Almost a month after Merkel won a second term, her conservative Christian Democrats (CDU) and their new partners, the pro-business Free Democrats (FDP) have agreed the basic outlines of policy on a range of issues.
These include effectively scrapping the 2000 decision to abandon nuclear power by around 2020 by extending the life of some reactors, as well as reforms to the health care system and increased spending on education.
In foreign policy, they want to press for the Afghan government to take on more responsibilities so that Germany’s 4,200 troops can come home, and to leave the door open to Turkey joining the EU.
But they have saved the thorniest issue to last: how to marry both parties’ electoral promises of tax cuts with the harsh reality that Germany, Europe’s largest economy, is broke.
With the global recession pushing export-dependent Germany into its worst slowdown since World War II, the government is on course to spend €50 billion ($75 billion) more than it takes in this year. It already spends tens of billions in interest payments on its debts each year, and will be forced to borrow hundreds of billions of euros more over the next few years, putting it in breach of EU deficit rules.
Once a pillar of fiscal responsibility in Europe, Germany’s national debt now stands at around €1.5 trillion, or around €20,000 per citizen.
The free market-oriented FDP, led by Guido Westerwelle, promised in its election campaign €35 billion worth of tax cuts and to take the axe to government spending. But Merkel promised lighter cuts lighter tax cuts of €15 billion, and is wary of stoking protests from Germany’s powerful unions.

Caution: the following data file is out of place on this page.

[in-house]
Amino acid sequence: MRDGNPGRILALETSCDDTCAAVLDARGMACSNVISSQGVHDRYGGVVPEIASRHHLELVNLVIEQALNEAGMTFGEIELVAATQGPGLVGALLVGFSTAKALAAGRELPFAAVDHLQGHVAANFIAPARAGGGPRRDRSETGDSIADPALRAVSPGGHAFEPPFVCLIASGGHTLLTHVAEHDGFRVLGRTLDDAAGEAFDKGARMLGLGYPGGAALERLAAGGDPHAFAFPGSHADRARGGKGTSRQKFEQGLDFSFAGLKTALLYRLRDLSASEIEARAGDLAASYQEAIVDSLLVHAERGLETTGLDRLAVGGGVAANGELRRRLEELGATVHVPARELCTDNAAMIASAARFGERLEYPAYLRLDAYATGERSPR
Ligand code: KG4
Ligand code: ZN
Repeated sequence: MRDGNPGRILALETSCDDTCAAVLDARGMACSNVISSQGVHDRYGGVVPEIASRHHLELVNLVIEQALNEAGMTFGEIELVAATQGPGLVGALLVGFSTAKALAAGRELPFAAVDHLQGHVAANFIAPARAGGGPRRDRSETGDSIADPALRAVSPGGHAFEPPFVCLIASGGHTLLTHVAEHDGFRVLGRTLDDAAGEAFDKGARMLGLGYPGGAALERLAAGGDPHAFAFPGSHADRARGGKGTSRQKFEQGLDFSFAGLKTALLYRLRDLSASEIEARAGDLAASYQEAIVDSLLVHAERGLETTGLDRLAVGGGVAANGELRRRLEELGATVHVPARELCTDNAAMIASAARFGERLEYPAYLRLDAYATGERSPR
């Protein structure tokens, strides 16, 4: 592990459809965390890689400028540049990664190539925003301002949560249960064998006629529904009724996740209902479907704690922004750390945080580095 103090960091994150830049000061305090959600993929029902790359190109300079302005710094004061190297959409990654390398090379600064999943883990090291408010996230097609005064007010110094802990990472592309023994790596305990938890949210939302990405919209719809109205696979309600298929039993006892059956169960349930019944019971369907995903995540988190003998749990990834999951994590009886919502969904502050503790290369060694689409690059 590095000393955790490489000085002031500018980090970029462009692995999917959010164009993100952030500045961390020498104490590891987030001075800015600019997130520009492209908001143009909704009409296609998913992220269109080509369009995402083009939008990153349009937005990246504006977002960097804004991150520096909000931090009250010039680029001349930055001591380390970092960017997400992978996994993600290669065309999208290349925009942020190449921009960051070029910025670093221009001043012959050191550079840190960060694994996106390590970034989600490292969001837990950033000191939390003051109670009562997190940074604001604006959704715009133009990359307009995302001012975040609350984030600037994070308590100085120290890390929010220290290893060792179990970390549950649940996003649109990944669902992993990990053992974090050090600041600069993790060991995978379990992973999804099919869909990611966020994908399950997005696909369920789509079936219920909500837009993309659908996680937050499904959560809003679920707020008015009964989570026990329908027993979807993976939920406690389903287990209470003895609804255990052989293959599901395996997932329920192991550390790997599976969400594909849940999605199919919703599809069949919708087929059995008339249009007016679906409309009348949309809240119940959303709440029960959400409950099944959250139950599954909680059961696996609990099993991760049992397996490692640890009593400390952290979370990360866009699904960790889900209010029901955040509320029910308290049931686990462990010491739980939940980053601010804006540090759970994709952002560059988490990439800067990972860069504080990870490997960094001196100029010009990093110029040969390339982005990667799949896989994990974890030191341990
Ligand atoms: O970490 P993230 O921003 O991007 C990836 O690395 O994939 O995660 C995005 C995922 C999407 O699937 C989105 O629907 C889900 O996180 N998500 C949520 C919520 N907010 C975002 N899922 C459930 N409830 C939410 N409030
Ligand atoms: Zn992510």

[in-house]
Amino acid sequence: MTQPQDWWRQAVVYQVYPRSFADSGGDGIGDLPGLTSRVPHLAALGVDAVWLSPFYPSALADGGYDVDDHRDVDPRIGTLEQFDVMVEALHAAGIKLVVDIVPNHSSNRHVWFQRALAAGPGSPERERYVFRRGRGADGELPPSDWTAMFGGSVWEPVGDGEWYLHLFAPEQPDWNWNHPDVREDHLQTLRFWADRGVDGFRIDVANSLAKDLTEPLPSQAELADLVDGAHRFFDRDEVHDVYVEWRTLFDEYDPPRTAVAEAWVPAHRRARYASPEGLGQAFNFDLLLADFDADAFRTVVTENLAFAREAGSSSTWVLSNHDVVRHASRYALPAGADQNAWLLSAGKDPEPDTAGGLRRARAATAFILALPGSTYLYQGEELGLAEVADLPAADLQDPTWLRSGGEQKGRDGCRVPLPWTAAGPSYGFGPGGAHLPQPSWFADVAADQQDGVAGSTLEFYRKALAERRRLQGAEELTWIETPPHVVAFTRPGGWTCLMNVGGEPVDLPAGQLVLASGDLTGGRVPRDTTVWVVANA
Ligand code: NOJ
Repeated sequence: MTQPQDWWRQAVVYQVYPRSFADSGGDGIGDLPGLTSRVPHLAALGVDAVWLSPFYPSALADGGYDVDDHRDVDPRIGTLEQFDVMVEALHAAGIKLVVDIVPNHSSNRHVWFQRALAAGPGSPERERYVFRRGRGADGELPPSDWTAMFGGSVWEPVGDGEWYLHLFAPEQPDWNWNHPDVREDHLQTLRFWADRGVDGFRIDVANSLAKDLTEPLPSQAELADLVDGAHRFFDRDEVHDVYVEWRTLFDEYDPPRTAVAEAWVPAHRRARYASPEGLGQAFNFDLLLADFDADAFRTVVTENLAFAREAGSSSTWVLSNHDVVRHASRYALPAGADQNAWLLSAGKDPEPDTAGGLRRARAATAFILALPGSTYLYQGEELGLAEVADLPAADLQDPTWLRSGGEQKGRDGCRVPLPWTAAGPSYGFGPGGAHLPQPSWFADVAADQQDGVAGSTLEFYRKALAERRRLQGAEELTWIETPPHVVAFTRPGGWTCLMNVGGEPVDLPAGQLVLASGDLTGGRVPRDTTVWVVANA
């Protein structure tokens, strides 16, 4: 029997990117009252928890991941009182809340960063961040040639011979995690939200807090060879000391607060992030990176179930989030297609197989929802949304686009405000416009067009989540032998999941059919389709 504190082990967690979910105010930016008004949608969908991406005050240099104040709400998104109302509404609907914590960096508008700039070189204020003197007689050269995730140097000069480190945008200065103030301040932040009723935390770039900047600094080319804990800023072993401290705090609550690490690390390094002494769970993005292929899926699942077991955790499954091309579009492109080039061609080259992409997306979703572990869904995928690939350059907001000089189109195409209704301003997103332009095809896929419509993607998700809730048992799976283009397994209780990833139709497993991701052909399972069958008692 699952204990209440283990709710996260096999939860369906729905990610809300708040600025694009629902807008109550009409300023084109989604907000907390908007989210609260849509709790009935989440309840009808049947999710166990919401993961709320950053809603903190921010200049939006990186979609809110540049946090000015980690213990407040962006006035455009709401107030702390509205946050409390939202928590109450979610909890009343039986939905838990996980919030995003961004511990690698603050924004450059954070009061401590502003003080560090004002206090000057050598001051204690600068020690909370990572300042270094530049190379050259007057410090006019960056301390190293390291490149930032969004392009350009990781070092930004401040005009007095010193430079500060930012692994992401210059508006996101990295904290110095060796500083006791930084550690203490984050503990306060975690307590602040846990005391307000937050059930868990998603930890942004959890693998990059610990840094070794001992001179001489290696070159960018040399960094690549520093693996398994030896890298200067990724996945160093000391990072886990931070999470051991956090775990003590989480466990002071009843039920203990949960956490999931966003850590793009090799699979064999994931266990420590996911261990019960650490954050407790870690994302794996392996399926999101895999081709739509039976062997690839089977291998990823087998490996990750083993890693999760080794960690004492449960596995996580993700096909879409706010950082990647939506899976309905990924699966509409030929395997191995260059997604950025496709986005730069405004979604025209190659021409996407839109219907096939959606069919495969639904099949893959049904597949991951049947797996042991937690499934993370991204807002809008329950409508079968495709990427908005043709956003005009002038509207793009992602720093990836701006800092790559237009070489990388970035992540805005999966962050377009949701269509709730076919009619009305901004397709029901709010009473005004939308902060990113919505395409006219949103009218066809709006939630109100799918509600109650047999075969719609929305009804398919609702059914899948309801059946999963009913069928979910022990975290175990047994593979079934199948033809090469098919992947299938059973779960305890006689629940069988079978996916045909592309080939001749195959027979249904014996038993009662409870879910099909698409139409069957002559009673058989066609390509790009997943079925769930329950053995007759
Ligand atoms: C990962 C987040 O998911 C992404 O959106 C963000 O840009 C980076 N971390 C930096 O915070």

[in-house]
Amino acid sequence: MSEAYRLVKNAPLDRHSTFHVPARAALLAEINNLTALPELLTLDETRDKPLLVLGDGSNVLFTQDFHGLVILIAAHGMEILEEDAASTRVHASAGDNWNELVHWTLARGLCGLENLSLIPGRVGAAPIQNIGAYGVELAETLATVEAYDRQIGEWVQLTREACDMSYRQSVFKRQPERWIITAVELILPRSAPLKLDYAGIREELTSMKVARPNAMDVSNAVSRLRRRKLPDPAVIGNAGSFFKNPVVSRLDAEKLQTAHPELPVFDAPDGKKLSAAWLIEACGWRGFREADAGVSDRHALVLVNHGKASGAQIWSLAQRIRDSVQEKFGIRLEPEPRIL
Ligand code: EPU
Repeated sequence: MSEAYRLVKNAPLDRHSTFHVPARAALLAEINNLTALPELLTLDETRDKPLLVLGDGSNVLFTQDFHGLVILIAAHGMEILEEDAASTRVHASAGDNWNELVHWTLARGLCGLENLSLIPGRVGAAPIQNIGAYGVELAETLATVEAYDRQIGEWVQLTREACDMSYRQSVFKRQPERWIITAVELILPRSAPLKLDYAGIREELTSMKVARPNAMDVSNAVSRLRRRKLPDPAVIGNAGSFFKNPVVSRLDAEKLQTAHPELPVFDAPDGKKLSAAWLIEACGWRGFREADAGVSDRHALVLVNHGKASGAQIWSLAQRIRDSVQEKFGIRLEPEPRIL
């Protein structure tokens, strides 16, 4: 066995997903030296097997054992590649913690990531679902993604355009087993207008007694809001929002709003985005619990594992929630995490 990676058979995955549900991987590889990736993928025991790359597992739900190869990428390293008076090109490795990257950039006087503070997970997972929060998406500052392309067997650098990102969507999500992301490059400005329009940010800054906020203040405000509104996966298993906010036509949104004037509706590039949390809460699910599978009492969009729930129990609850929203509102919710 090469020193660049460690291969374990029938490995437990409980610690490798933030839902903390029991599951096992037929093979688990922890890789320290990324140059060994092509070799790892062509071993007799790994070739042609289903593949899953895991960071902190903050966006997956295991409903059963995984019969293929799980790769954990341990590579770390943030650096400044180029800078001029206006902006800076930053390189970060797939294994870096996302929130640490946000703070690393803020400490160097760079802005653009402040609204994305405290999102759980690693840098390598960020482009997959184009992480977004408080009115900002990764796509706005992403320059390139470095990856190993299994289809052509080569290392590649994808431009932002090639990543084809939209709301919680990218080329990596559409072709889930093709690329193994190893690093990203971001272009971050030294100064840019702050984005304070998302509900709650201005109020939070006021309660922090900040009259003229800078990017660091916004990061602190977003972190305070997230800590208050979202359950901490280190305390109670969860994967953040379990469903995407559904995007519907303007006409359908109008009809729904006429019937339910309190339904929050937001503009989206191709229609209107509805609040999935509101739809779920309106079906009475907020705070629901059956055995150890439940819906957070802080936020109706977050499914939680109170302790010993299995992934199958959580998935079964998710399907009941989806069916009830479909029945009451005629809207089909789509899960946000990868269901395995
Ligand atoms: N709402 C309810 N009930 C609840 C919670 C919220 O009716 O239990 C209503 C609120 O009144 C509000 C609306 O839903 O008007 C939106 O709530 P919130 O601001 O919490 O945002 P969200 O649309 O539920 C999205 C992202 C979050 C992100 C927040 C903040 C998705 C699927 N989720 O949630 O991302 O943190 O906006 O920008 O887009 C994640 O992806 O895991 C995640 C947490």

Earlier this week it appeared as though the parties had found a way out of the impasse by proposing a special fund not part of the federal budget to cover €40 billion worth of social security spending over the next four years.
This would have given the new government a clean sheet next year and would have allowed it to circumvent a constitutional amendment imposed by Merkel earlier this year aimed at 2011 gradually clawing Germany back in the black.
But the parties were forced to go back to the drawing board, admitting on Thursday, after howls of protest from commentators slamming the idea as dishonest trickery, that it would be unconstitutional.
“Evidently the FDP and CDU/CSU have realised in time that it is better not to establish the new government on the basis of lies and deception,” the conservative Frankfurter Allgemeine daily said in a Friday editorial.
Beyond Merkel remaining chancellor, it also remains unclear how the various ministries will be shared between the three parties, the FDP, the CDU and its Bavarian sister party, the CSU.
In previous coalitions like this, the head of the FDP has taken the post of foreign minister, and Westerwelle is likely to maintain the tradition.
The post of finance minister is seen as key. Once that is filled, the other jobs then fall into place. Sources said on Friday that the CDU’s Wolfgang Schäuble, currently interior minister and a former close ally of ex-chancellor Helmut Kohl, would take that job.
Reports said that the CSU’s popular Karl-Theodor zu Guttenberg would move from the Economy Ministry to defence, and that Thomas de Maiziere, Merkel’s trusted lieutenant as her chief of staff, would become interior minister.
Talks were due to continue late into the night on Friday, and the parties aimed to present their common programme on Saturday morning.
Volker Kauder, the CDU’s parliamentary group leader, said that Friday would be “a long day. But I think it will be the last day of talks.”